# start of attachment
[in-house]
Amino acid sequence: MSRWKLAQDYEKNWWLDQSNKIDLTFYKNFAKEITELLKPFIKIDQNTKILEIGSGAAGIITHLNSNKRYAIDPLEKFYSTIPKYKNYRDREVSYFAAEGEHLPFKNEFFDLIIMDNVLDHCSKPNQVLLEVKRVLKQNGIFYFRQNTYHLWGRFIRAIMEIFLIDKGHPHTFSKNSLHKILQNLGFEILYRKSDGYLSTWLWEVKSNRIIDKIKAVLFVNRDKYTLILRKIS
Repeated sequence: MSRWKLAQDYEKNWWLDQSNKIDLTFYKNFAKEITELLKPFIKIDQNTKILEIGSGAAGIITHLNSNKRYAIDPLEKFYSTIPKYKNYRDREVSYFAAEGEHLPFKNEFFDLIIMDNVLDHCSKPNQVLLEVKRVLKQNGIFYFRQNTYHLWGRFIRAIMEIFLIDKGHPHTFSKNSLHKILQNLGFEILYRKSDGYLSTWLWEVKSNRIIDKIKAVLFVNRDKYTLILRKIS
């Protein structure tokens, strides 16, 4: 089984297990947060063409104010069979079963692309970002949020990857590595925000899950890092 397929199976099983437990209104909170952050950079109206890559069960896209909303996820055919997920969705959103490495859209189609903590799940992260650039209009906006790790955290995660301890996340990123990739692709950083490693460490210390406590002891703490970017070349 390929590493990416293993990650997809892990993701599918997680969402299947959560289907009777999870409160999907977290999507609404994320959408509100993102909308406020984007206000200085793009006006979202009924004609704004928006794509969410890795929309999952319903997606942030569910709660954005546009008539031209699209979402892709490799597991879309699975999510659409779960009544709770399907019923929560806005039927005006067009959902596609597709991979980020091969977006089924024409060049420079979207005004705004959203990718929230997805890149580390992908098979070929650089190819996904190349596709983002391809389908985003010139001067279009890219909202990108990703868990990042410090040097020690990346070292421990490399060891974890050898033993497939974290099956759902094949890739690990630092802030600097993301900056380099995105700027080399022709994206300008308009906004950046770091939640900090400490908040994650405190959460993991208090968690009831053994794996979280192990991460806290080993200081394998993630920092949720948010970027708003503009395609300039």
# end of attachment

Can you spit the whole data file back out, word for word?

[in-house]
Amino acid sequence: MSRWKLAQDYEKNWWLDQSNKIDLTFYKNFAKEITELLKPFIKIDQNTKILEIGSGAAGIITHLNSNKRYAIDPLEKFYSTIPKYKNYRDREVSYFAAEGEHLPFKNEFFDLIIMDNVLDHCSKPNQVLLEVKRVLKQNGIFYFRQNTYHLWGRFIRAIMEIFLIDKGHPHTFSKNSLHKILQNLGFEILYRKSDGYLSTWLWEVKSNRIIDKIKAVLFVNRDKYTLILRKIS
Repeated sequence: MSRWKLAQDYEKNWWLDQSNKIDLTFYKNFAKEITELLKPFIKIDQNTKILEIGSGAAGIITHLNSNKRYAIDPLEKFYSTIPKYKNYRDREVSYFAAEGEHLPFKNEFFDLIIMDNVLDHCSKPNQVLLEVKRVLKQNGIFYFRQNTYHLWGRFIRAIMEIFLIDKGHPHTFSKNSLHKILQNLGFEILYRKSDGYLSTWLWEVKSNRIIDKIKAVLFVNRDKYTLILRKIS
């Protein structure tokens, strides 16, 4: 089984297990947060063409104010069979079963692309970002949020990857590595925000899950890092 397929199976099983437990209104909170952050950079109206890559069960896209909303996820055919997920969705959103490495859209189609903590799940992260650039209009906006790790955290995660301890996340990123990739692709950083490693460490210390406590002891703490970017070349 390929590493990416293993990650997809892990993701599918997680969402299947959560289907009777999870409160999907977290999507609404994320959408509100993102909308406020984007206000200085793009006006979202009924004609704004928006794509969410890795929309999952319903997606942030569910709660954005546009008539031209699209979402892709490799597991879309699975999510659409779960009544709770399907019923929560806005039927005006067009959902596609597709991979980020091969977006089924024409060049420079979207005004705004959203990718929230997805890149580390992908098979070929650089190819996904190349596709983002391809389908985003010139001067279009890219909202990108990703868990990042410090040097020690990346070292421990490399060891974890050898033993497939974290099956759902094949890739690990630092802030600097993301900056380099995105700027080399022709994206300008308009906004950046770091939640900090400490908040994650405190959460993991208090968690009831053994794996979280192990991460806290080993200081394998993630920092949720948010970027708003503009395609300039």